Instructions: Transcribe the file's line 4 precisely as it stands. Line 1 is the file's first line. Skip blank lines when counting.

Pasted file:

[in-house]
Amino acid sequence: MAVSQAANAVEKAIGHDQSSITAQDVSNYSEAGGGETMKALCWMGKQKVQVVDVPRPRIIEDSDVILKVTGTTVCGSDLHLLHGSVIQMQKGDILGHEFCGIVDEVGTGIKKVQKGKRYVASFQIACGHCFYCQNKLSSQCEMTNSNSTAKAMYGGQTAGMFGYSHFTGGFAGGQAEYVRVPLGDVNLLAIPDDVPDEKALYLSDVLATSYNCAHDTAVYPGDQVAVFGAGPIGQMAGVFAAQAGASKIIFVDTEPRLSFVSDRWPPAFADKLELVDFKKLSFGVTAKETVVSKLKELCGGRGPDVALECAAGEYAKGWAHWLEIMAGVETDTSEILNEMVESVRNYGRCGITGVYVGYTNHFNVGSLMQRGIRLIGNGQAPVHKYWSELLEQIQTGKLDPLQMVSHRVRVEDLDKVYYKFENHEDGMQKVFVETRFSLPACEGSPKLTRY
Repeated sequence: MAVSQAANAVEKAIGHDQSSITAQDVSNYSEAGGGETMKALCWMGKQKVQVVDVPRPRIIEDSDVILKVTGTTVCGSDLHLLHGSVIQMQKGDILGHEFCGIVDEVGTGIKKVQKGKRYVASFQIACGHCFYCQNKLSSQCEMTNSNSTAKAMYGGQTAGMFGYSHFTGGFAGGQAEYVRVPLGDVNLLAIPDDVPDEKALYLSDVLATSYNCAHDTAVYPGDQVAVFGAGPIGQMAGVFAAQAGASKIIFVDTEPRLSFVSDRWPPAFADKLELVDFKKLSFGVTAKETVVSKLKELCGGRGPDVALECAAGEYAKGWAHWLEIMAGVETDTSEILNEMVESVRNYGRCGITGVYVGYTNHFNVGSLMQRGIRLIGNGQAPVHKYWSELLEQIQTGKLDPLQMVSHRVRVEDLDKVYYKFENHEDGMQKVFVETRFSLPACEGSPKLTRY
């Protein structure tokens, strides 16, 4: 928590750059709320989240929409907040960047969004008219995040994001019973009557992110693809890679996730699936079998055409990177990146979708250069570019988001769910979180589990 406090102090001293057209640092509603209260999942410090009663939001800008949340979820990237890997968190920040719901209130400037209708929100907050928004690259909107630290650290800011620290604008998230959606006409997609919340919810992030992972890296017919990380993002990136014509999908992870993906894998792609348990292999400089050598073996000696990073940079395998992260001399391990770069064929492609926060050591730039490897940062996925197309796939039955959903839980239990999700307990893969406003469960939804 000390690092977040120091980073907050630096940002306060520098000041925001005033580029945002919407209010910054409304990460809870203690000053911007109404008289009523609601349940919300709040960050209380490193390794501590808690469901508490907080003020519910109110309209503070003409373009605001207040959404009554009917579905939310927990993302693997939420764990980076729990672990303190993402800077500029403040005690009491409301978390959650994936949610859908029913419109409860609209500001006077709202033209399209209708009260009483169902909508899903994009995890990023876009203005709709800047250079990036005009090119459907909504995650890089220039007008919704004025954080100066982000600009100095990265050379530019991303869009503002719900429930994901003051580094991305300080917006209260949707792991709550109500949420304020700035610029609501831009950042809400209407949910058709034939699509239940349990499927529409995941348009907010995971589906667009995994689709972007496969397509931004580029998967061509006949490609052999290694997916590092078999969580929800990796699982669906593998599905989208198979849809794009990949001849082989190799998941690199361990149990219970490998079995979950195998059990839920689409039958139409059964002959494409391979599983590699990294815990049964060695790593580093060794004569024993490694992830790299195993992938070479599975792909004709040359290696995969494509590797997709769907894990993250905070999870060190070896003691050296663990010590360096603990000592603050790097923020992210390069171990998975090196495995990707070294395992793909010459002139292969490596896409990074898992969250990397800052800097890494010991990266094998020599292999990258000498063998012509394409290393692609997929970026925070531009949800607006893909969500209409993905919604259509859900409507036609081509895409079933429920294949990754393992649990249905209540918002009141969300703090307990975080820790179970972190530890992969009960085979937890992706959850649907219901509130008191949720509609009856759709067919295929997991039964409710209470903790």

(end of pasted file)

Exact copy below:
């Protein structure tokens, strides 16, 4: 928590750059709320989240929409907040960047969004008219995040994001019973009557992110693809890679996730699936079998055409990177990146979708250069570019988001769910979180589990 406090102090001293057209640092509603209260999942410090009663939001800008949340979820990237890997968190920040719901209130400037209708929100907050928004690259909107630290650290800011620290604008998230959606006409997609919340919810992030992972890296017919990380993002990136014509999908992870993906894998792609348990292999400089050598073996000696990073940079395998992260001399391990770069064929492609926060050591730039490897940062996925197309796939039955959903839980239990999700307990893969406003469960939804 000390690092977040120091980073907050630096940002306060520098000041925001005033580029945002919407209010910054409304990460809870203690000053911007109404008289009523609601349940919300709040960050209380490193390794501590808690469901508490907080003020519910109110309209503070003409373009605001207040959404009554009917579905939310927990993302693997939420764990980076729990672990303190993402800077500029403040005690009491409301978390959650994936949610859908029913419109409860609209500001006077709202033209399209209708009260009483169902909508899903994009995890990023876009203005709709800047250079990036005009090119459907909504995650890089220039007008919704004025954080100066982000600009100095990265050379530019991303869009503002719900429930994901003051580094991305300080917006209260949707792991709550109500949420304020700035610029609501831009950042809400209407949910058709034939699509239940349990499927529409995941348009907010995971589906667009995994689709972007496969397509931004580029998967061509006949490609052999290694997916590092078999969580929800990796699982669906593998599905989208198979849809794009990949001849082989190799998941690199361990149990219970490998079995979950195998059990839920689409039958139409059964002959494409391979599983590699990294815990049964060695790593580093060794004569024993490694992830790299195993992938070479599975792909004709040359290696995969494509590797997709769907894990993250905070999870060190070896003691050296663990010590360096603990000592603050790097923020992210390069171990998975090196495995990707070294395992793909010459002139292969490596896409990074898992969250990397800052800097890494010991990266094998020599292999990258000498063998012509394409290393692609997929970026925070531009949800607006893909969500209409993905919604259509859900409507036609081509895409079933429920294949990754393992649990249905209540918002009141969300703090307990975080820790179970972190530890992969009960085979937890992706959850649907219901509130008191949720509609009856759709067919295929997991039964409710209470903790």